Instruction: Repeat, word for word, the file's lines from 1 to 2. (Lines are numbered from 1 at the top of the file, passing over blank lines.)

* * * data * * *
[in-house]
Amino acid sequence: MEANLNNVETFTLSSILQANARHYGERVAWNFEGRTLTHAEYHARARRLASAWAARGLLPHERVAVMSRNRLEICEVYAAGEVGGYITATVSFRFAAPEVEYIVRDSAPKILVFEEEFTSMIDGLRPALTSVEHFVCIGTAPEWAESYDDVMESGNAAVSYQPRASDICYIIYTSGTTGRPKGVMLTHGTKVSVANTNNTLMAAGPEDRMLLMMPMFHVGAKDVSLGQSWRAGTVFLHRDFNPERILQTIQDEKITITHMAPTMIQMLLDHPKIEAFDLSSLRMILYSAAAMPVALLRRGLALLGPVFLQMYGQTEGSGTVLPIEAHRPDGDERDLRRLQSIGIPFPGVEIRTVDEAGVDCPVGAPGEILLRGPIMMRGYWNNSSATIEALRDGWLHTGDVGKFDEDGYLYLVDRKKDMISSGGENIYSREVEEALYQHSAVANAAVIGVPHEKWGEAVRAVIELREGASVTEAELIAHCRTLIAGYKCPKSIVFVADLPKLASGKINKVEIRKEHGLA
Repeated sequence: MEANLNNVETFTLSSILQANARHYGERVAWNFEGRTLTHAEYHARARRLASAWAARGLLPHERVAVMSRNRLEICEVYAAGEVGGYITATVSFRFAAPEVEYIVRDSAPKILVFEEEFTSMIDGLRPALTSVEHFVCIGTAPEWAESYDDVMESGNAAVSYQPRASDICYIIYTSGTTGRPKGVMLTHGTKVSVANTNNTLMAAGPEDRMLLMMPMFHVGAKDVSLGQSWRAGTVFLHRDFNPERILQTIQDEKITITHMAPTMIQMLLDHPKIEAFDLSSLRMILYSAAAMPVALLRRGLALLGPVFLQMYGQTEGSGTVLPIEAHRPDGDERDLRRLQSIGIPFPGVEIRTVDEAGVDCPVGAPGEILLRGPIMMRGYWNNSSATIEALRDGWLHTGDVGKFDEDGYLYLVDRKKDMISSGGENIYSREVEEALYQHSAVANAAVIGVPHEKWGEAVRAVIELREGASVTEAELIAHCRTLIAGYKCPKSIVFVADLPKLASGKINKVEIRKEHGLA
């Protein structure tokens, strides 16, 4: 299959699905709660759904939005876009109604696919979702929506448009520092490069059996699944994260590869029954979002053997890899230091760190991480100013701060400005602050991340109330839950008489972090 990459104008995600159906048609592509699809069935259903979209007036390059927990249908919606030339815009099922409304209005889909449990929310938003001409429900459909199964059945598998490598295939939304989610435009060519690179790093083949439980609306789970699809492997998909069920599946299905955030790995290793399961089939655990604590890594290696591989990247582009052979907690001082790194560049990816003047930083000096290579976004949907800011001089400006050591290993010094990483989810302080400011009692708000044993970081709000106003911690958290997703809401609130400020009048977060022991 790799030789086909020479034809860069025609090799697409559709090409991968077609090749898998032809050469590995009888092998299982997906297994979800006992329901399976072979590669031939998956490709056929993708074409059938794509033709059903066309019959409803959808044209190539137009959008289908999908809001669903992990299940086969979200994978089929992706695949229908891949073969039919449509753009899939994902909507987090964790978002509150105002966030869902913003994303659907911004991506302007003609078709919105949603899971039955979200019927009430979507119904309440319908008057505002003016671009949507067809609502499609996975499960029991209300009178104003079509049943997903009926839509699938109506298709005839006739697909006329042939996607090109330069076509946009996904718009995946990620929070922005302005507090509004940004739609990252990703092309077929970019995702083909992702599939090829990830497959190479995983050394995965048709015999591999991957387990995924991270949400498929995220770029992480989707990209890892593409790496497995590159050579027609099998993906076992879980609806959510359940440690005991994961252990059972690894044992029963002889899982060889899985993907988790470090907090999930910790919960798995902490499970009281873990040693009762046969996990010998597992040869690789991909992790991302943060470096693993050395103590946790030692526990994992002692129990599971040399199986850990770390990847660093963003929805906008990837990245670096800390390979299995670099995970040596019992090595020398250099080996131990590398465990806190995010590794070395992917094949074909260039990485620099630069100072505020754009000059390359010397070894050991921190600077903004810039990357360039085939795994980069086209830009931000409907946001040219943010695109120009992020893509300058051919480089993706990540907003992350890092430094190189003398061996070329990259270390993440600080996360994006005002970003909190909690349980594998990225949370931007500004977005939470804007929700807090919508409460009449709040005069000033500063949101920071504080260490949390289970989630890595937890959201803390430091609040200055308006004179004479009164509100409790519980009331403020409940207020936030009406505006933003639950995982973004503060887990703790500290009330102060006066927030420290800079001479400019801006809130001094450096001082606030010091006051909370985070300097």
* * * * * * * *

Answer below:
[in-house]
Amino acid sequence: MEANLNNVETFTLSSILQANARHYGERVAWNFEGRTLTHAEYHARARRLASAWAARGLLPHERVAVMSRNRLEICEVYAAGEVGGYITATVSFRFAAPEVEYIVRDSAPKILVFEEEFTSMIDGLRPALTSVEHFVCIGTAPEWAESYDDVMESGNAAVSYQPRASDICYIIYTSGTTGRPKGVMLTHGTKVSVANTNNTLMAAGPEDRMLLMMPMFHVGAKDVSLGQSWRAGTVFLHRDFNPERILQTIQDEKITITHMAPTMIQMLLDHPKIEAFDLSSLRMILYSAAAMPVALLRRGLALLGPVFLQMYGQTEGSGTVLPIEAHRPDGDERDLRRLQSIGIPFPGVEIRTVDEAGVDCPVGAPGEILLRGPIMMRGYWNNSSATIEALRDGWLHTGDVGKFDEDGYLYLVDRKKDMISSGGENIYSREVEEALYQHSAVANAAVIGVPHEKWGEAVRAVIELREGASVTEAELIAHCRTLIAGYKCPKSIVFVADLPKLASGKINKVEIRKEHGLA